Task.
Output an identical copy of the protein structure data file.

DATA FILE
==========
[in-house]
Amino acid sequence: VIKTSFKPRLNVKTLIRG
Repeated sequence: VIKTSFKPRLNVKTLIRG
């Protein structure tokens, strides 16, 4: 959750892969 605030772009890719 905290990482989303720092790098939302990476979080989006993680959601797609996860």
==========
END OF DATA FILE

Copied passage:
[in-house]
Amino acid sequence: VIKTSFKPRLNVKTLIRG
Repeated sequence: VIKTSFKPRLNVKTLIRG
């Protein structure tokens, strides 16, 4: 959750892969 605030772009890719 905290990482989303720092790098939302990476979080989006993680959601797609996860």